04 August 2014, News Wires – Brent crude rose to $105 per barrel on Monday to come off of a four-month low hit in the previous session, with worries about global oversupply still outweighing concerns about violence in the Middle East and North Africa.
Forecasts for a supply glut in West African and European markets help to push the Brent benchmark down 3.3% last week, despite geopolitical tension in Iraq, Libya and Ukraine.
Strong US economic data that signalled a better demand outlook for oil in the world’s largest economy was also unable to support crude markets against the surplus barrels.
Downward pressure on oil prices is likely to continue, chief market analyst CMC Markets Ric Spooner told Reuters, forecasting that Brent could drop further towards $100 a barrel.
“The geopolitical risk is still there … (but) the market has counted the risk premium in prices,” he said.
Brent crude rose $0.16 to $105 per barrel by Monday morning after falling $1.18 on Friday to $104.84 per barrel, its lowest settlement since 2 April.
“We expect Brent to trade in a slightly lower range for much of the third quarter, barring any geopolitical escalation,” Morgan Stanley said in a market note on Monday.
Brent is in its longest contango since early 2011, reflecting weak physical demand, the bank noted.
A contango market is when the front-month of a futures contract is trading at a discount to later months, signalling an expectation that prices will fall in coming months.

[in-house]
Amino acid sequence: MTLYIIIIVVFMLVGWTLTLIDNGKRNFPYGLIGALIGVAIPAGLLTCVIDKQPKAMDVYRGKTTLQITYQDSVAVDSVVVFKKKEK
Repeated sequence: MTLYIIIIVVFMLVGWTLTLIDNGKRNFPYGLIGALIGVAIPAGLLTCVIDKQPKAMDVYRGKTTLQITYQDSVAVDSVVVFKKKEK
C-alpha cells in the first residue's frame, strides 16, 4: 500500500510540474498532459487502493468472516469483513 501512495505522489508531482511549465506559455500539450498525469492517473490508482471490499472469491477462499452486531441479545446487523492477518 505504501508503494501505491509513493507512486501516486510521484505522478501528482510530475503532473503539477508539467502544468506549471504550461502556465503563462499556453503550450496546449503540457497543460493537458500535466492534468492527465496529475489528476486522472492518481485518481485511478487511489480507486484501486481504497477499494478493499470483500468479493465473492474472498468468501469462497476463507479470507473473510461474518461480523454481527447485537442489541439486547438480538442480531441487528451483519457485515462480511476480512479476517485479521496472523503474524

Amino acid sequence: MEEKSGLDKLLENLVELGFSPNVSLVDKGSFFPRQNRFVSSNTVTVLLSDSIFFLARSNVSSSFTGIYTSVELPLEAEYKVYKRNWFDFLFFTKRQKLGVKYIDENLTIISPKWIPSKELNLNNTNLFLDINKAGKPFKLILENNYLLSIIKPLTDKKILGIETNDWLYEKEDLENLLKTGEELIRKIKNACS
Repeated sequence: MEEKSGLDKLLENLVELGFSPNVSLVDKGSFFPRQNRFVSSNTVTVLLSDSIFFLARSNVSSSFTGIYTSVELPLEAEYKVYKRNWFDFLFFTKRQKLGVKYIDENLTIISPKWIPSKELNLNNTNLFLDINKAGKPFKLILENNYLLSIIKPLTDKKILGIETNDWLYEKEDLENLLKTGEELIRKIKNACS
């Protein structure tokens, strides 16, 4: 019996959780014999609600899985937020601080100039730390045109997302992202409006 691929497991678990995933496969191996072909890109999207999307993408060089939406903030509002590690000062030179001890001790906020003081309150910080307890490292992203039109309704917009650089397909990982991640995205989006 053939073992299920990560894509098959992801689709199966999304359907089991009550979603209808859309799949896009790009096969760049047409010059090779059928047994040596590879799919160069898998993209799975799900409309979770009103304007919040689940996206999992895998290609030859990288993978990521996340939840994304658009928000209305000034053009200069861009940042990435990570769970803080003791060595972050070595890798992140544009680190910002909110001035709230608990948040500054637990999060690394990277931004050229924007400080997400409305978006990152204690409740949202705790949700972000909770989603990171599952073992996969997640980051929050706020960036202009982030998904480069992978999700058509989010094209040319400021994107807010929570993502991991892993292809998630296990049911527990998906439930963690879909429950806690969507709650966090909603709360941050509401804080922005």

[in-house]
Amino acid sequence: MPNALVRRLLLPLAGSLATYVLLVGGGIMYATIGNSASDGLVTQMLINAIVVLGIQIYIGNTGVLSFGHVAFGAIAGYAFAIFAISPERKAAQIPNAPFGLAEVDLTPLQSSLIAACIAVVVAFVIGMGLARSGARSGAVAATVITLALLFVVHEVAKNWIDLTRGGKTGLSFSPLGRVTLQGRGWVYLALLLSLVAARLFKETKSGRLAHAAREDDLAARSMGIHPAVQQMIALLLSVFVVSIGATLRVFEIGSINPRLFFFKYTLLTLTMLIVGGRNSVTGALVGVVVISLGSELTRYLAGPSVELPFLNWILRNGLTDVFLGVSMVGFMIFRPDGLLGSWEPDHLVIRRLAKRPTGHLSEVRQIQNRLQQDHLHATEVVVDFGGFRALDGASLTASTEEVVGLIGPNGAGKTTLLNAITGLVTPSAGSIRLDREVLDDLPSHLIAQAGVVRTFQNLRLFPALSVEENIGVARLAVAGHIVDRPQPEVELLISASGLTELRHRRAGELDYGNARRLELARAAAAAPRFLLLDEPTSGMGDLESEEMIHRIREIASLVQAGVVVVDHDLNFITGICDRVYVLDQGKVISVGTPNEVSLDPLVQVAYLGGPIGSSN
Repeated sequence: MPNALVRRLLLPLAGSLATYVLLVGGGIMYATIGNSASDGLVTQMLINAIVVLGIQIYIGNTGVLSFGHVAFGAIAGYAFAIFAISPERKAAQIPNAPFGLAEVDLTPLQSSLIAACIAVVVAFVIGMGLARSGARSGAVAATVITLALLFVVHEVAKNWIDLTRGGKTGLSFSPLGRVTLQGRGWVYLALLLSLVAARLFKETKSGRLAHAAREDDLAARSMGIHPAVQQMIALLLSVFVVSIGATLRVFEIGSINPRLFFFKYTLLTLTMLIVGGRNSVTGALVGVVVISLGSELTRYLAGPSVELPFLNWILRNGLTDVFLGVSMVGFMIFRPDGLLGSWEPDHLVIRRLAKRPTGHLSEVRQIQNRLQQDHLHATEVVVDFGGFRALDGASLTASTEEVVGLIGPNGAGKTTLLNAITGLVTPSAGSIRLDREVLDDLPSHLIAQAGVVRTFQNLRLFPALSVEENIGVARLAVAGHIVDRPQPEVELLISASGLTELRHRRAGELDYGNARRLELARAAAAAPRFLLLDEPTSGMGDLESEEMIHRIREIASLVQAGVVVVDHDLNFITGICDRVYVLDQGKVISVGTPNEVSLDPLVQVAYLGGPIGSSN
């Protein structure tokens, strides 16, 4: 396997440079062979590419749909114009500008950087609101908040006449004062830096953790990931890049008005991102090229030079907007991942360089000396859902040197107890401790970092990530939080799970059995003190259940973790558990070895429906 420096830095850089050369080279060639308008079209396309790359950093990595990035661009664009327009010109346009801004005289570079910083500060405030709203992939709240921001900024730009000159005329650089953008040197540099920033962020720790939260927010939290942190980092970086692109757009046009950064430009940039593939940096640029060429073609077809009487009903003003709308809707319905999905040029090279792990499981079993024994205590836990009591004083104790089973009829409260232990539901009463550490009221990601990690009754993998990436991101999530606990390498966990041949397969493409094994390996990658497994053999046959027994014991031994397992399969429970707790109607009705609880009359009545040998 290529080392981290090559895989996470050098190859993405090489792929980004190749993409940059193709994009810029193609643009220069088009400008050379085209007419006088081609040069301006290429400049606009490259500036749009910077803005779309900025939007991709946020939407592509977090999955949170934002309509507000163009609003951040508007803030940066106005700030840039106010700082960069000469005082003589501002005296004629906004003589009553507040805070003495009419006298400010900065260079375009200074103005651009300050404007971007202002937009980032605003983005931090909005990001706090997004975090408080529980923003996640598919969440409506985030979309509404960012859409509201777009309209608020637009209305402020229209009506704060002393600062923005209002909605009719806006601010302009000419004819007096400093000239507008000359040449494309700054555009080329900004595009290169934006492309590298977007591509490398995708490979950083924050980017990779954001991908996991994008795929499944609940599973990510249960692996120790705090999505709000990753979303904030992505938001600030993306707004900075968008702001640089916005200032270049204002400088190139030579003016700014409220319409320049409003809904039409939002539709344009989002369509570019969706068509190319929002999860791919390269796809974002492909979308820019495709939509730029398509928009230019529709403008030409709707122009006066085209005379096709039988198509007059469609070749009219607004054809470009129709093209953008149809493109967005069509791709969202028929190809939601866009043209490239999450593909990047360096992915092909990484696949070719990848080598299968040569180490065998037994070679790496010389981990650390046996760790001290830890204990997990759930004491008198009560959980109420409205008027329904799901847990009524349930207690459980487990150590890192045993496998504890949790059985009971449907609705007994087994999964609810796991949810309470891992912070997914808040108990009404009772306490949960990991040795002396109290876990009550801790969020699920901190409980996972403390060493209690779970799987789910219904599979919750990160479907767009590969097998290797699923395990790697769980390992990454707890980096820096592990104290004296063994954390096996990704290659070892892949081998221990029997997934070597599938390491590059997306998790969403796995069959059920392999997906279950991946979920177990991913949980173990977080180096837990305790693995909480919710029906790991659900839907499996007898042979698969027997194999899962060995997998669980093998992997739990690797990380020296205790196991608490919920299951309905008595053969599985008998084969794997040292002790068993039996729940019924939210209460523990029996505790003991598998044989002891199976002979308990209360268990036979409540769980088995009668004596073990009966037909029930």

In Iraq, OPEC’s second largest producer, Islamic State fighters seized control of the Ain Zalah oilfield in the north from Kurdish troops on Sunday, although the insurgents are not near major oil fields around Kirkuk.
Investors are also keeping an eye on Libya where fighting between rival factions led to a huge fire at Tripoli’s fuel depot on Sunday as battles raged for control of the capital’s airport in the worst violence since the 2011-NATO-backed civil war.
Ukraine government forces seized two towns on the outskirts of Donetsk from pro-Russia separatists on Saturday, bringing the army to the edge of one of the two major cities still in rebel hands.
“One can never rule out the immediate prospect of things deteriorating very fast,” Spooner said, warning that any sign the conflicts are disrupting oil supply could quickly push up the market.